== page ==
This REU Site award to Cold Spring Harbor Laboratory (CSHL), located in Cold Spring Harbor, NY, will support the training of ten students for ten weeks during the summers of 2016-2018. This award is supported by the Division of Biological Infrastructure in the Directorate for Biological Sciences (BIO) and the Division for Mathematical Sciences in the Directorate for Mathematics and Physical Sciences (MPS).CSHL's REU in Bioinformatics and Computational Neuroscience (BCN) provides participants with an exceptional research experience, integrating genomics and neuroscience through shared analysis tools. Spanning genomes, cells, organisms and the brain, the program trains students to approach complex biological systems quantitatively. Students conduct full-time, independent research under the mentorship of one of CSHL's approximately 50 faculty members working in genomics, quantitative biology, and neuroscience. Participants have access to state-of-the-art technologies, such as high-throughput sequencing and two-photon imaging, and attend lab meetings and research seminars. The REU curriculum includes workshops on quantitative techniques, responsible conduct of research, scientific communication, and scientific careers. The REU culminates with a symposium in which participants present their work to CSHL's scientific community. Students are housed on CSHL's 110-acre campus, within walking distance of laboratories and dining halls. Participants receive room and board and a summer stipend and have access to campus amenities. Students apply online, supplying a personal statement, two letters of recommendation, and academic records. REU participants are selected based on academics, motivation, and demonstrated potential.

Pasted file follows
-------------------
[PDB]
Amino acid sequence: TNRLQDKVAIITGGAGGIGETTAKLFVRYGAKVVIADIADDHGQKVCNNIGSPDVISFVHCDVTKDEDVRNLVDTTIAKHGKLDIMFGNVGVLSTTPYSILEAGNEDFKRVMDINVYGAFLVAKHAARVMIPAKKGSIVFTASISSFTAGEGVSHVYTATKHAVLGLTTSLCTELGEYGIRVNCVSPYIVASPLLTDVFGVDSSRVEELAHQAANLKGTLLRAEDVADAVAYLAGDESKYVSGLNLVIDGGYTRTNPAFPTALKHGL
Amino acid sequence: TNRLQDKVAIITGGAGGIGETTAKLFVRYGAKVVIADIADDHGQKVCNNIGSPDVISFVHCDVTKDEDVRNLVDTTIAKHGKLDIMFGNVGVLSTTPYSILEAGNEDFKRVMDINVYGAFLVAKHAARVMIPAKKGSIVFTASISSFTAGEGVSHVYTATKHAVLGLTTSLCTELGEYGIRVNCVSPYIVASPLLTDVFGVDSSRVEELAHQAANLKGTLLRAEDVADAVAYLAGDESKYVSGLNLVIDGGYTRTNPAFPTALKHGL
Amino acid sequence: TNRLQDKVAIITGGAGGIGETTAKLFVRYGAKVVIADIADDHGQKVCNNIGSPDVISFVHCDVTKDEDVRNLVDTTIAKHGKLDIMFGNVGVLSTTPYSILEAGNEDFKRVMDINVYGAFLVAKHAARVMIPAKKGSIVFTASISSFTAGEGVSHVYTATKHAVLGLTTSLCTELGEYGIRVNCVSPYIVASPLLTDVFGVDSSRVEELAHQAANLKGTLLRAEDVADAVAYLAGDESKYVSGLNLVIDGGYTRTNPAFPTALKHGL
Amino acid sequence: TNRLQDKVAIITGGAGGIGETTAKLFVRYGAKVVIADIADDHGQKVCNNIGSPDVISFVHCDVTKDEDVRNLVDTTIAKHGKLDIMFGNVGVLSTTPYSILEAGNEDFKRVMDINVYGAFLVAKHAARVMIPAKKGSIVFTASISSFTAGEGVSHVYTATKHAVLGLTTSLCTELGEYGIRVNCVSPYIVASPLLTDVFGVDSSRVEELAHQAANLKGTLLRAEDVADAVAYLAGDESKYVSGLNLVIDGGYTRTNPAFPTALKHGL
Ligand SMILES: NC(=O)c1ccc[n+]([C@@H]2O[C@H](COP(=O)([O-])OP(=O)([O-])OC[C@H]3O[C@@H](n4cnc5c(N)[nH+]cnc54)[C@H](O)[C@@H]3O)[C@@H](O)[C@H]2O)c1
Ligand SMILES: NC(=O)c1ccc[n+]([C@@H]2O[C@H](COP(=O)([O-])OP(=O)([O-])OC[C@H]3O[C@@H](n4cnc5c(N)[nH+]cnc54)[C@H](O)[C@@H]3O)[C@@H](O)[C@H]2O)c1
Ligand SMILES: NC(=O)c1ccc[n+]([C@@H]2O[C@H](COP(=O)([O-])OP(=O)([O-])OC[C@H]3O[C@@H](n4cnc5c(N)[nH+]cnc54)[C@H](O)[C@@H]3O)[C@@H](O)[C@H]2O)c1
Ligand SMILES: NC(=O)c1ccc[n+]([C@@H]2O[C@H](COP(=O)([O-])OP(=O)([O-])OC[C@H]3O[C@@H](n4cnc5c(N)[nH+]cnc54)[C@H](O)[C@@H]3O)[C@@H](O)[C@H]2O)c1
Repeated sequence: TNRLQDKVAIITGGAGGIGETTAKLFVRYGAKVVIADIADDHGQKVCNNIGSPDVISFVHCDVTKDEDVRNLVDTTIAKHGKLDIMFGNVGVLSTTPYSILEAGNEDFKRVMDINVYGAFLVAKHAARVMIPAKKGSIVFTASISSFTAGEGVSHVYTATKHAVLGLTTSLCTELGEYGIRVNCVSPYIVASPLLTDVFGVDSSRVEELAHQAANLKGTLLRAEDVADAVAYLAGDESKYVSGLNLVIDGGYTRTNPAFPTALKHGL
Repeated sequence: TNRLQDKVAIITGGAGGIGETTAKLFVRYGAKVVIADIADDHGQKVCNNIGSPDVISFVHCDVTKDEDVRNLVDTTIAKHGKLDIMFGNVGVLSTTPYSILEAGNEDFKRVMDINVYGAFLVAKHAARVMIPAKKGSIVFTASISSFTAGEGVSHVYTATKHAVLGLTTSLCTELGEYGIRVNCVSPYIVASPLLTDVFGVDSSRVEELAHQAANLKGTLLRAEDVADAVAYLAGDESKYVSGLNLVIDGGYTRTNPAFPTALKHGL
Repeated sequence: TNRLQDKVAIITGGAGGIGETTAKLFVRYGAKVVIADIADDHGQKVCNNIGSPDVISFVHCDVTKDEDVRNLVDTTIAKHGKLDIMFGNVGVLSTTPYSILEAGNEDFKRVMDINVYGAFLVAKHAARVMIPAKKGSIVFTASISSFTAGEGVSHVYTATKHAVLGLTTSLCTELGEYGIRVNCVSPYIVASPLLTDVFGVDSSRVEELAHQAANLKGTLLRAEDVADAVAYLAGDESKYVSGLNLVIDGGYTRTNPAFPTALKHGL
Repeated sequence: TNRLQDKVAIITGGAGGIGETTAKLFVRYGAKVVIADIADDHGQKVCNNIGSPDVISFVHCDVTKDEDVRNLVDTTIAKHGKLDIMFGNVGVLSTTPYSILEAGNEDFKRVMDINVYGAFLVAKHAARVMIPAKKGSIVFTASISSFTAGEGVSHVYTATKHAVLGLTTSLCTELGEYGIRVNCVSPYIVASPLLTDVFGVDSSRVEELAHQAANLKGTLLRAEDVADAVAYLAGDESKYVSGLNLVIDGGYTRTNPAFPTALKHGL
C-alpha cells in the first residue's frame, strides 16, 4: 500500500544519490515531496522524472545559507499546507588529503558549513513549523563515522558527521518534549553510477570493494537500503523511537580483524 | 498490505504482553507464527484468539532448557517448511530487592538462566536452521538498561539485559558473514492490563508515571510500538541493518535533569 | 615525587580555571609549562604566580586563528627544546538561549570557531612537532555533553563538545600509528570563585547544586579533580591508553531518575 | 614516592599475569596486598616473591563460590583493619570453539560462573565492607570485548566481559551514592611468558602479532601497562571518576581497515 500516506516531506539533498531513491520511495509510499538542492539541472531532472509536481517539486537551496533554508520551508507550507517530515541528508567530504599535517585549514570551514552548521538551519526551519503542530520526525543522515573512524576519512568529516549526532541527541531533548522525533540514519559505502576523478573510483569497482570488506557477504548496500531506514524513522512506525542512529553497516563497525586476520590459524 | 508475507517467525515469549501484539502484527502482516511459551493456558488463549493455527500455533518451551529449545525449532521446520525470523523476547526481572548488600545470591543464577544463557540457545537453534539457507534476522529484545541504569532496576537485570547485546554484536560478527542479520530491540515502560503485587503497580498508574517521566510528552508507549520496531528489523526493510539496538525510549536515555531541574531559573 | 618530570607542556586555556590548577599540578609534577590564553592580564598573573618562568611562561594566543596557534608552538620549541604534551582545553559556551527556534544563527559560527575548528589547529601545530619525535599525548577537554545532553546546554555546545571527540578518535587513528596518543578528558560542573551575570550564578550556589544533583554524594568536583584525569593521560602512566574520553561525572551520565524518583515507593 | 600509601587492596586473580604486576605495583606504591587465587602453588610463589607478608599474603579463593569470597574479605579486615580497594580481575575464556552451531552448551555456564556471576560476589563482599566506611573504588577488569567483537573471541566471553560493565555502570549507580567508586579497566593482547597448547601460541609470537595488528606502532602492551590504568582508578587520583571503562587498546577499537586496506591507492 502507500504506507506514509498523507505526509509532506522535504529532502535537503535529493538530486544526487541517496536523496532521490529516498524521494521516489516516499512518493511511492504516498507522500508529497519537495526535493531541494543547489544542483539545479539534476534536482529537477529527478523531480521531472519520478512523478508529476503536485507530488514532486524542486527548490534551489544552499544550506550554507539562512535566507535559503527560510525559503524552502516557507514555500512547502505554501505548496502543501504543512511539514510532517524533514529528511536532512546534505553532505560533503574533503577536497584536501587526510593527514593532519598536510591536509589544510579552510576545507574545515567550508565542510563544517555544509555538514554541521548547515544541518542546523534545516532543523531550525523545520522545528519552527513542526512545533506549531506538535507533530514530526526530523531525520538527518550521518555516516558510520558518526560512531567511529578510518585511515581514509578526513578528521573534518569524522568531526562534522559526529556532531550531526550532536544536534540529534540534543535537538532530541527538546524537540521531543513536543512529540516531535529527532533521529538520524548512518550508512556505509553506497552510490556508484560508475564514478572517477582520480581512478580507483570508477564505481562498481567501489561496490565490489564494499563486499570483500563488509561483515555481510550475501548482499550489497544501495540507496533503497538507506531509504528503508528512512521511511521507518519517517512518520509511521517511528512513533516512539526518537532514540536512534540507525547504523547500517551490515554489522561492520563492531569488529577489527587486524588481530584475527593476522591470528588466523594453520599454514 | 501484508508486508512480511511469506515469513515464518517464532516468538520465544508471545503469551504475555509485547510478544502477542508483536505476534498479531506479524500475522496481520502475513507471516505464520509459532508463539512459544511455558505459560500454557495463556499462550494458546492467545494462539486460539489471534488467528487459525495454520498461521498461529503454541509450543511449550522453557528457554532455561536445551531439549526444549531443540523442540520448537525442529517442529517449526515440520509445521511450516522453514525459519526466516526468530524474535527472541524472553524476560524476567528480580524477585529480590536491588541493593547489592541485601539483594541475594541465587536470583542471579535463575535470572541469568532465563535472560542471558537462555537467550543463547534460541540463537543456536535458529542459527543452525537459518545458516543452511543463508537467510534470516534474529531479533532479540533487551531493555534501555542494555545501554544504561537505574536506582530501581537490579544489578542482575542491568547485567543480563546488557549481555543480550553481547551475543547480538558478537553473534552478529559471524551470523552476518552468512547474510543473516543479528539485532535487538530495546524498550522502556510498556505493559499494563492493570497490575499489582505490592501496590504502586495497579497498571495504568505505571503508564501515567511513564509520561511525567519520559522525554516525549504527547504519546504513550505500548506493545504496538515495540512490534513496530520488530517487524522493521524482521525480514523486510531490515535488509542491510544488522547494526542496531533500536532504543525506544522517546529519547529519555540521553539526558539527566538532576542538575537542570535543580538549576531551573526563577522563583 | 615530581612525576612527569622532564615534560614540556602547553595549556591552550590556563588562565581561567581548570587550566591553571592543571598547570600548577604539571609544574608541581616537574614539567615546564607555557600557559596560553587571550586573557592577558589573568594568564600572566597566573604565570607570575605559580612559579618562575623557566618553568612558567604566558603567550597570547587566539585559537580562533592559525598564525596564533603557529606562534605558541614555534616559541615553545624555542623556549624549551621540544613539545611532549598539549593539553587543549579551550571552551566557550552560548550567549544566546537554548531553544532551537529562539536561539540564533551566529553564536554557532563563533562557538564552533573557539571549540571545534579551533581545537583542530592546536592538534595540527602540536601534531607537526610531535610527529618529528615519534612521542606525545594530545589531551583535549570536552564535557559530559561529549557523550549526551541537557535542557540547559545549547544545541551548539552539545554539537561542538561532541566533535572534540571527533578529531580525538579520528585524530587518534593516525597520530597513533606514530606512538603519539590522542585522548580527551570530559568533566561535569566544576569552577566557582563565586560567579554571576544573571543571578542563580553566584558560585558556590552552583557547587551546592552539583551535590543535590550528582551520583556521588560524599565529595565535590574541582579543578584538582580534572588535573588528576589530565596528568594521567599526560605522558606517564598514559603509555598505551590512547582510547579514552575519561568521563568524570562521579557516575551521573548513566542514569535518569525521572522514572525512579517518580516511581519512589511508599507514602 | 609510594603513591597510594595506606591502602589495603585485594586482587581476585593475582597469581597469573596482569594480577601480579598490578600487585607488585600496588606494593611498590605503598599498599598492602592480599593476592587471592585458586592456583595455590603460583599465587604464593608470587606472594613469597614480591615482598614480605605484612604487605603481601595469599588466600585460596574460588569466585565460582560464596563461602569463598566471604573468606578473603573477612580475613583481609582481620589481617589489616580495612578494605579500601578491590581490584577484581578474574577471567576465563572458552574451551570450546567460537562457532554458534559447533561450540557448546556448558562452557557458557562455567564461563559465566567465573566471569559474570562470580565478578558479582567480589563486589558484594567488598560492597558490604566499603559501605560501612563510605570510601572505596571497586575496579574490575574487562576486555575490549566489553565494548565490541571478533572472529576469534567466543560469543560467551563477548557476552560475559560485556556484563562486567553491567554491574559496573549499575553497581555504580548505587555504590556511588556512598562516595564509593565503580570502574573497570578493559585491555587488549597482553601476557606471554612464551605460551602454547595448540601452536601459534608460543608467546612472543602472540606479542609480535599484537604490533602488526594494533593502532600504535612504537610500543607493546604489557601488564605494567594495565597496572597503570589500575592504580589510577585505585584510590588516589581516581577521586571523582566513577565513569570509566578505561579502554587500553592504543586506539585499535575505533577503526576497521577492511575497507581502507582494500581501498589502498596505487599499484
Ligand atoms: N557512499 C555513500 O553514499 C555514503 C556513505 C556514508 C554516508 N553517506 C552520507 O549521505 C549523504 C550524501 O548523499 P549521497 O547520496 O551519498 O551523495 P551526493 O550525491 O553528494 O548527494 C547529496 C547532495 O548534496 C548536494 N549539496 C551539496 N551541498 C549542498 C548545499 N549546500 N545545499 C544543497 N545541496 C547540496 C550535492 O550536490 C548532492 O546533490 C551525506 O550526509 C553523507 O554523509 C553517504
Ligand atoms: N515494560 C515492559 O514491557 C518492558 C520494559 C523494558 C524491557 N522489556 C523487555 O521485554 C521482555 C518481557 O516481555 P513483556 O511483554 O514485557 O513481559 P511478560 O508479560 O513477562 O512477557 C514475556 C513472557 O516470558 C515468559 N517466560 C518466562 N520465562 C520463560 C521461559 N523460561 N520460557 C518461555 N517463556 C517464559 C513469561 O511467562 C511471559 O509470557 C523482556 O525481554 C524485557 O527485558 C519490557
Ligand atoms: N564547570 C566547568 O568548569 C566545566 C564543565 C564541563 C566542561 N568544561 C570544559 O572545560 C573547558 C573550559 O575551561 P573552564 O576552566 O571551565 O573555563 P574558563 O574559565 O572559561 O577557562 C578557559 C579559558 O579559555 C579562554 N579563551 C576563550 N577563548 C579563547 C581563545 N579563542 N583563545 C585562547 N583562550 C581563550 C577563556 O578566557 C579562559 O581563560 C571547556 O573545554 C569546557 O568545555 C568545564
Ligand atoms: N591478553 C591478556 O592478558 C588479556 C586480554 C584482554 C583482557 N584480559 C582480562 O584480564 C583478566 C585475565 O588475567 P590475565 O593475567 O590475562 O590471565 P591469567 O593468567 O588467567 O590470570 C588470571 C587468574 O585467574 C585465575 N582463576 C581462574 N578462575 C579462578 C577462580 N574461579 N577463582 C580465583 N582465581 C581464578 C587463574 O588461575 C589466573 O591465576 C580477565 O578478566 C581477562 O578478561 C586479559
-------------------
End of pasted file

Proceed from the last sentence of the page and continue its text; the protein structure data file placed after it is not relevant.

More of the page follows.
It is anticipated that 30 students, primarily from schools with limited research opportunities or those from underrepresented groups, will be trained in CSHL's REU in BCN. Participants will learn to interrogate biological questions with computational tools and techniques. Through the 10-week REU experience, participants will learn how research is conducted. Many will present the results of their work at national scientific conferences, furthering their identity as independent scientists.

A common web-based assessment tool used by all REU programs funded by the Division of Biological Infrastructure (Directorate for Biological Sciences) is used to determine the effectiveness of the training program. Students are tracked after the program to determine career paths. Students will be asked to respond to an automatic email sent via the NSF reporting system. More information about the program is available by visiting, or by contacting the PI (Dr. Anne Churchland,, the co-PI (Dr. Michael Schatz,

National Science Foundation (NSF)
Division of Biological Infrastructure (DBI)
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Sally E. O'Connor
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Cold Spring Harbor Laboratory
Cold Spring Harbor
United States
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